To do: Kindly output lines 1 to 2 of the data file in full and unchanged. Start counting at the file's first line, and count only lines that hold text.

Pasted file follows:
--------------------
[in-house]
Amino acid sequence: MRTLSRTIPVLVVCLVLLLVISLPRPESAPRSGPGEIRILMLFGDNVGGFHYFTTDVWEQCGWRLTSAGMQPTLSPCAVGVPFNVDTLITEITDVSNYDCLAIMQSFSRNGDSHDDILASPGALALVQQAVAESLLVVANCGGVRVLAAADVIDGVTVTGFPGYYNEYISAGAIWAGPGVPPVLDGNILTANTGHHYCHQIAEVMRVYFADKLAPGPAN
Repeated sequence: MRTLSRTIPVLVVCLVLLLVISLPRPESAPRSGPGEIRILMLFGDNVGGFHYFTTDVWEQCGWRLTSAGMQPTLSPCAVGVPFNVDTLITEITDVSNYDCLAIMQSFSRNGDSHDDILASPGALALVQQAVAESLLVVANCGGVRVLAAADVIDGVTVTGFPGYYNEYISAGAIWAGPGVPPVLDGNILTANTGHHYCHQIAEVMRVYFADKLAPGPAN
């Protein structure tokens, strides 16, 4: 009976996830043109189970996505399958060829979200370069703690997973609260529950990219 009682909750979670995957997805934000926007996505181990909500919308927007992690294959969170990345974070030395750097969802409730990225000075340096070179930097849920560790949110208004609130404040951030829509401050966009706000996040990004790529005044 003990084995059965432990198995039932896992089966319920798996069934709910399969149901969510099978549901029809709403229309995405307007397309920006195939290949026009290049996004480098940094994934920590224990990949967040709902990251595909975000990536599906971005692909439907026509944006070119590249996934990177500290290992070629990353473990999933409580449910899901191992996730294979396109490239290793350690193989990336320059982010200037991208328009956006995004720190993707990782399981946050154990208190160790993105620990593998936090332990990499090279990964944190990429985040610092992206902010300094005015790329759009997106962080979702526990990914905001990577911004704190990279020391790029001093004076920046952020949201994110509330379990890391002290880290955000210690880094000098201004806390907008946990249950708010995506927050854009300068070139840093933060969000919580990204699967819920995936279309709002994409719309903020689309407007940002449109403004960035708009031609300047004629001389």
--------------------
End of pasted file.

[in-house]
Amino acid sequence: MRTLSRTIPVLVVCLVLLLVISLPRPESAPRSGPGEIRILMLFGDNVGGFHYFTTDVWEQCGWRLTSAGMQPTLSPCAVGVPFNVDTLITEITDVSNYDCLAIMQSFSRNGDSHDDILASPGALALVQQAVAESLLVVANCGGVRVLAAADVIDGVTVTGFPGYYNEYISAGAIWAGPGVPPVLDGNILTANTGHHYCHQIAEVMRVYFADKLAPGPAN